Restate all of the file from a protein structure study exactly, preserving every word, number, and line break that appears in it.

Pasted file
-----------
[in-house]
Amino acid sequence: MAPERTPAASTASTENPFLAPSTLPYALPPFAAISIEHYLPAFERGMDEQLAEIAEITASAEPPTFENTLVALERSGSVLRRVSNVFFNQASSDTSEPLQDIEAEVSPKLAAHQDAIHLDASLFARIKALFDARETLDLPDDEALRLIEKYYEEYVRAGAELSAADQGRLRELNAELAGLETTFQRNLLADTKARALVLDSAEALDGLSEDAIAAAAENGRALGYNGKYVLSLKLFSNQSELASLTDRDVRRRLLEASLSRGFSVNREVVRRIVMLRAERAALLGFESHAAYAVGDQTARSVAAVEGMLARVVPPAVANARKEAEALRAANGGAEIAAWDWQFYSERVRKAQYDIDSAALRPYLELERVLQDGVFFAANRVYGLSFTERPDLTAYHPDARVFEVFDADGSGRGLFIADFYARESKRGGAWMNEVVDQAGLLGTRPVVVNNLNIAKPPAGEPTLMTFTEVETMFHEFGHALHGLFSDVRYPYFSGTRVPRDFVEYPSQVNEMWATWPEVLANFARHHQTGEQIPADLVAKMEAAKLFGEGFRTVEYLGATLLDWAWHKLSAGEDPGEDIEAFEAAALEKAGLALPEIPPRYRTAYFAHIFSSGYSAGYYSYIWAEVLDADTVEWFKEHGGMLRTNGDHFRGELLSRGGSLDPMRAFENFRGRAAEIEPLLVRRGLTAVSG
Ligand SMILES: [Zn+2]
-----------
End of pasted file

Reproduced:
[in-house]
Amino acid sequence: MAPERTPAASTASTENPFLAPSTLPYALPPFAAISIEHYLPAFERGMDEQLAEIAEITASAEPPTFENTLVALERSGSVLRRVSNVFFNQASSDTSEPLQDIEAEVSPKLAAHQDAIHLDASLFARIKALFDARETLDLPDDEALRLIEKYYEEYVRAGAELSAADQGRLRELNAELAGLETTFQRNLLADTKARALVLDSAEALDGLSEDAIAAAAENGRALGYNGKYVLSLKLFSNQSELASLTDRDVRRRLLEASLSRGFSVNREVVRRIVMLRAERAALLGFESHAAYAVGDQTARSVAAVEGMLARVVPPAVANARKEAEALRAANGGAEIAAWDWQFYSERVRKAQYDIDSAALRPYLELERVLQDGVFFAANRVYGLSFTERPDLTAYHPDARVFEVFDADGSGRGLFIADFYARESKRGGAWMNEVVDQAGLLGTRPVVVNNLNIAKPPAGEPTLMTFTEVETMFHEFGHALHGLFSDVRYPYFSGTRVPRDFVEYPSQVNEMWATWPEVLANFARHHQTGEQIPADLVAKMEAAKLFGEGFRTVEYLGATLLDWAWHKLSAGEDPGEDIEAFEAAALEKAGLALPEIPPRYRTAYFAHIFSSGYSAGYYSYIWAEVLDADTVEWFKEHGGMLRTNGDHFRGELLSRGGSLDPMRAFENFRGRAAEIEPLLVRRGLTAVSG
Ligand SMILES: [Zn+2]